By JAMEY KEATEN, Associated Press
PARIS (AP) — When Nicolas Sarkozy bounded up the steps of France's presidential palace in jogging shorts and shoes on his first day in office five years ago, many French instantly sensed they were in for something new.
In a country where King Louis XIV's phrase "L'Etat, c'est moi" — "I am the state" — resonated for later heads of state, the message from Sarkozy was clear: Tradition-bound France needed a self-image makeover.
His idea of change wasn't exactly what many French had in mind.
Sarkozy's meticulously built political career all but collapsed Sunday, after he lost to Francois Hollande, an unassuming and bespectacled Socialist, in France's presidential run-off. Sarkozy becomes the first French one-term president since Valery Giscard d'Estaing lost his re-election bid in 1981.
Sarkozy's inauguration-day jog, which conveyed youthful vigor, ultimately epitomized what many French came to see as jejune, self-centered antics unbefitting of a president at a time when economic troubles and persistently high joblessness were on most minds.
"I take full responsibility for this defeat," he said after the results came out Sunday night.
Some political brethren grumbled that Sarkozy should have officially jumped into his re-election race earlier, instead of clinging to his mantle as head of state until February. Other pundits suggested that less controversial conservatives such as Prime Minister Francois Fillon or Foreign Minister Alain Juppe would have had a better shot at beating Hollande than Sarkozy did.
A frank-speaking, energetic and media-savvy former interior minister, Sarkozy won the presidency in 2007 over Segolene Royal — Hollande's former partner, and mother of his four children — with an unlikely campaign built on promises of "rupture" from the policies of Jacques Chirac, his fellow conservative and former mentor.
It was personal style, many pollsters said, that largely did in Sarkozy. After his 2007 victory speech on Place de la Concorde, Sarkozy sped over to one of the ritziest restaurants on the Champs-Elysees to celebrate; then he jetted off to the yacht of a tycoon friend in the Mediterranean. Critics pounced on the showiness.
A lackluster economy and his inability to make good on his 2007 race promises to shrink persistently high joblessness didn't help. In the fourth quarter of 2011, France's unemployment rate was nearly 10 percent. In January, S&P downgraded France's state debt rating from its top tier, delivering a blow to his image as financial-manager-in-chief.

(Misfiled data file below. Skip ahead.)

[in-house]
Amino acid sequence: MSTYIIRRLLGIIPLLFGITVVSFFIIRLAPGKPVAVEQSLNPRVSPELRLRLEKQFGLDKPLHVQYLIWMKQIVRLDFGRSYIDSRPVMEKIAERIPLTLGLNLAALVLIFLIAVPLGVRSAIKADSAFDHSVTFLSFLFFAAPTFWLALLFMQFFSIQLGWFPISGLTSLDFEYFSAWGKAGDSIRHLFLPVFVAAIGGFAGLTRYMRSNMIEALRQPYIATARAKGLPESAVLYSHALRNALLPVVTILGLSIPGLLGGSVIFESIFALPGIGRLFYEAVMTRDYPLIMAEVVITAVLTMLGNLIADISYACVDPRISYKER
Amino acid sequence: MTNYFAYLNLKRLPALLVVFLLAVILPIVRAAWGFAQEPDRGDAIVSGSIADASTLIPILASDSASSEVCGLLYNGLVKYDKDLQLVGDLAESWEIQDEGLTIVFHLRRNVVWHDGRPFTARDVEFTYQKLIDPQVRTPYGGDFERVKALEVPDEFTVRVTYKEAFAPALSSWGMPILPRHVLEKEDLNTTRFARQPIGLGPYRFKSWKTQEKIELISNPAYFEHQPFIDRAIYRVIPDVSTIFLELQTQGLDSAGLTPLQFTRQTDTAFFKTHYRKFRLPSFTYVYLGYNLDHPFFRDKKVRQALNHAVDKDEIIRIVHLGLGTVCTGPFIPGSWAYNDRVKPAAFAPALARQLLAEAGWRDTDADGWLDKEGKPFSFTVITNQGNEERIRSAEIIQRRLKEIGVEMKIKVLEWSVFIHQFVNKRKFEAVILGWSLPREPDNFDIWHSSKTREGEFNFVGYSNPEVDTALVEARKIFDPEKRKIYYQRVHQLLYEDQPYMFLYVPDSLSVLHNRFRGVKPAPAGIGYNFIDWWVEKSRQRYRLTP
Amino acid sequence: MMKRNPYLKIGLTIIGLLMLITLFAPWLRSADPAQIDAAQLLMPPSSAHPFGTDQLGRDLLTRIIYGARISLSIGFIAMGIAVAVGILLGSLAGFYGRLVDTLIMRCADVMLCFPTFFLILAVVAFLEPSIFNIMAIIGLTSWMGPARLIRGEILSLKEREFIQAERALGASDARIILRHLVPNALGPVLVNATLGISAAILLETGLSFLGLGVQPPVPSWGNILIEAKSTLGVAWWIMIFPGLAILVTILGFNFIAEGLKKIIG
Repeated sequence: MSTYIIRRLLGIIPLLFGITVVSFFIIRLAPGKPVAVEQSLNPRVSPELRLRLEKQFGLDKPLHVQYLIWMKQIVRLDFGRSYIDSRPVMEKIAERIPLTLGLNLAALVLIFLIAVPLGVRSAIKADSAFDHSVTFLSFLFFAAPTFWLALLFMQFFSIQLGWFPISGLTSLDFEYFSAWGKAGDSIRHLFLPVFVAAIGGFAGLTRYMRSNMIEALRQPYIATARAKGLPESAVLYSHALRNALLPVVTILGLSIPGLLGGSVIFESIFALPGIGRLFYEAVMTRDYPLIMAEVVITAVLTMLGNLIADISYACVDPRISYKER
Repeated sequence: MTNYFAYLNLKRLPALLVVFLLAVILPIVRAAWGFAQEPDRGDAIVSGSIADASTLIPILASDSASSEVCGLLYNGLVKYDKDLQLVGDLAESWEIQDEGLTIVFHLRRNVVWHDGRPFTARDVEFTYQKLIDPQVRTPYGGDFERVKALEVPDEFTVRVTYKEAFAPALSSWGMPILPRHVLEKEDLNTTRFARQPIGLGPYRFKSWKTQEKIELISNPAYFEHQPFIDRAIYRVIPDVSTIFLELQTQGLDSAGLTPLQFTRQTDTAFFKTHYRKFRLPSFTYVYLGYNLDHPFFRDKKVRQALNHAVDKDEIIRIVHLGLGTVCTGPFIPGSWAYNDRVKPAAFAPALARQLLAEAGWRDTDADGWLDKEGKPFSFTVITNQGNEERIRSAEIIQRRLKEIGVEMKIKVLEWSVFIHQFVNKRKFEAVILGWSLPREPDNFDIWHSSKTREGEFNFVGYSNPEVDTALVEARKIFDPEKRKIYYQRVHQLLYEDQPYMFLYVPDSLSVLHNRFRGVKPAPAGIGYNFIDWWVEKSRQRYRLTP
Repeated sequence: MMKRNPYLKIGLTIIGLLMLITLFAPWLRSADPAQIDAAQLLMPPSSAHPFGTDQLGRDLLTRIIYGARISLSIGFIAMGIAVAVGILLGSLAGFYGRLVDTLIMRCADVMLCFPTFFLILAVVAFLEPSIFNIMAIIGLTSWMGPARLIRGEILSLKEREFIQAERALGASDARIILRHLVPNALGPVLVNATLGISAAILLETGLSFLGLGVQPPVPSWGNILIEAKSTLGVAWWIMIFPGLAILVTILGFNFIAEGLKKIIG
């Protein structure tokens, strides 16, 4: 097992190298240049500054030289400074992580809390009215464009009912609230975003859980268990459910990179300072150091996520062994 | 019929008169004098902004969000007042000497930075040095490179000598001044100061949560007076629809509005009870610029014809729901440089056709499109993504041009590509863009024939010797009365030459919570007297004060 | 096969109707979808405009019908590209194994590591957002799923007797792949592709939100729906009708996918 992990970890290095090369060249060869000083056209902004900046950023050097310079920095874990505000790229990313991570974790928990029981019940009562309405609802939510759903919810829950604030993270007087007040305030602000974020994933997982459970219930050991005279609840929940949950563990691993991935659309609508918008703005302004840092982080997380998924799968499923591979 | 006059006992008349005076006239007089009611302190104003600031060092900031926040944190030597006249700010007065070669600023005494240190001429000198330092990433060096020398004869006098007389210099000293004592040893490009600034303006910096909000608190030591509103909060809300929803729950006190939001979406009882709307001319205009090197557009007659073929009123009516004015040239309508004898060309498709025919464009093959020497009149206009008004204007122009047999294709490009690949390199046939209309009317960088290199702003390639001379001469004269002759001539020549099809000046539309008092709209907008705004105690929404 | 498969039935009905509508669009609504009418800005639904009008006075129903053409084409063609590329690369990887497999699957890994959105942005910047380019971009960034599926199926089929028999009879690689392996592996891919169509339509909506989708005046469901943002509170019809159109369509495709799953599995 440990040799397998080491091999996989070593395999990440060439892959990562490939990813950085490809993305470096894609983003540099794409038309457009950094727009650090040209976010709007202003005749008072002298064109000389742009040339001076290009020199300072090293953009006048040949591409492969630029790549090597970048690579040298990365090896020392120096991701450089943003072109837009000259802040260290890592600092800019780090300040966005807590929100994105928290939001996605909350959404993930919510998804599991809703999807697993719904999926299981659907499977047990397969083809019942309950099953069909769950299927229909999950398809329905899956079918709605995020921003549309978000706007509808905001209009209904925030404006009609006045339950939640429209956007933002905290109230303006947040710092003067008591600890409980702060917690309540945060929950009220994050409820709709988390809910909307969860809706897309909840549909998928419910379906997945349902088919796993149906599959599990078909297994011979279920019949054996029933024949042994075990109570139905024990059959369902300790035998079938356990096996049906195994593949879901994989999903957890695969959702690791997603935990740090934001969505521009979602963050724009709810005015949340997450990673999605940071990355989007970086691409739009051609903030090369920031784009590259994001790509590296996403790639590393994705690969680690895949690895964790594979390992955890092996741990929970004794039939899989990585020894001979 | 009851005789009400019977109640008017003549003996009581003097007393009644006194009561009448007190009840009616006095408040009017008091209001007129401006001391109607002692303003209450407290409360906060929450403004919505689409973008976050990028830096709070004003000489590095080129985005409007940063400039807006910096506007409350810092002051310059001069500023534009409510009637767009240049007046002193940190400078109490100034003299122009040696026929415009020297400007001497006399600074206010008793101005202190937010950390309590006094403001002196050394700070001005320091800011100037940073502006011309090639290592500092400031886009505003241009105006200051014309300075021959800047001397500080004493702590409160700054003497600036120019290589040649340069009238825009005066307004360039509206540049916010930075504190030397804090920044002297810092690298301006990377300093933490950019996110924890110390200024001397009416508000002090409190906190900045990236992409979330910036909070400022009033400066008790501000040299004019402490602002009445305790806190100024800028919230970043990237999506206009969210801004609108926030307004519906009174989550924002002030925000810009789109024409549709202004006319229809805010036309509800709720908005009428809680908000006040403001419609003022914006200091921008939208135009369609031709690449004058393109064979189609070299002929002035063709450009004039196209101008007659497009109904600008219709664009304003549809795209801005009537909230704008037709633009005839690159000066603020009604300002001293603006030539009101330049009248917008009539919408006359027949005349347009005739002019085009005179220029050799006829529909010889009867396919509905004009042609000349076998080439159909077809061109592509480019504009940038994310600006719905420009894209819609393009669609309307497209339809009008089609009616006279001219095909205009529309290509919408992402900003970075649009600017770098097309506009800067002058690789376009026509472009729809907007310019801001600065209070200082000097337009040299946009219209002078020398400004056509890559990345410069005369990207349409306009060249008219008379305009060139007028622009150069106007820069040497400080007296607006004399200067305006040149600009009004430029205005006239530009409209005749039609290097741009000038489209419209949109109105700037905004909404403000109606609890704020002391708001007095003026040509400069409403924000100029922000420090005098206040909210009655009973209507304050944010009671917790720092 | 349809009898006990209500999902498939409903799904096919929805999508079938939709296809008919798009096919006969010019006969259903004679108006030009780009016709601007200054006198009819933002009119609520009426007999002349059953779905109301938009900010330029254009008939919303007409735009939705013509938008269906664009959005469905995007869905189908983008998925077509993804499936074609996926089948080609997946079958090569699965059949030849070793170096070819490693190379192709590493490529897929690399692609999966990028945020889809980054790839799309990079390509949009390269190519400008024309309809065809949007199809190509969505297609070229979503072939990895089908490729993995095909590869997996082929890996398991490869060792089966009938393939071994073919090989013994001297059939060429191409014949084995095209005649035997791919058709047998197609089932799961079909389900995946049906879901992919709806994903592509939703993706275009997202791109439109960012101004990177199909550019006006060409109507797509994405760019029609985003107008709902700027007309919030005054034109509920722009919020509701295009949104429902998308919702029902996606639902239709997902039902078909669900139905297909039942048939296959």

Sarkozy sought to cast himself as powerless: On the 2012 campaign trail, he repeatedly pointed to Europe's financial crisis — in places like Italy and Greece — that endangered the euro zone. He sought to cast himself as a "ship captain whose boat was in a full storm."
In many ways, Sarkozy was an anomaly as France's president.
He had a foreign-sounding surname. He didn't attend the most elite French university for public servants. He seemed to relish in chucking out the regal niceties of the presidency. His off-the-cuff remarks, like calling a somewhat belligerent passer-by at a Paris farm fair "a poor jerk," got him in trouble.
Sarkozy reportedly once said he'd foreseen himself more as a prime minister — whose job is the day-to-day running of the government, requiring a lot of energy — than head of state, whose traditional role is about statecraft.
But backed by a strong majority of his conservative UMP party in the National Assembly, and by force of personality, Sarkozy commandeered the reins of power. His prime minister, Francois Fillon, was seen as his executor.
In his first year in office, Sarkozy's team rammed through changes like a cap on income taxes for the wealthiest, seen by critics as a sop to the uber-rich friends who backed his candidacy and were in his inner circle from his years as mayor of the wealthy Paris suburb of Neuilly-sur-Seine.
Other reforms came hard, in the face of protest.
Sarkozy's team wrote into law minimum-service requirements during France's often-crippling labor strikes. It raised the retirement age to 62, from 60, in the face of protests. It pushed through complex reforms to cut costs in a creaky university system, and students protested in the streets by the thousands.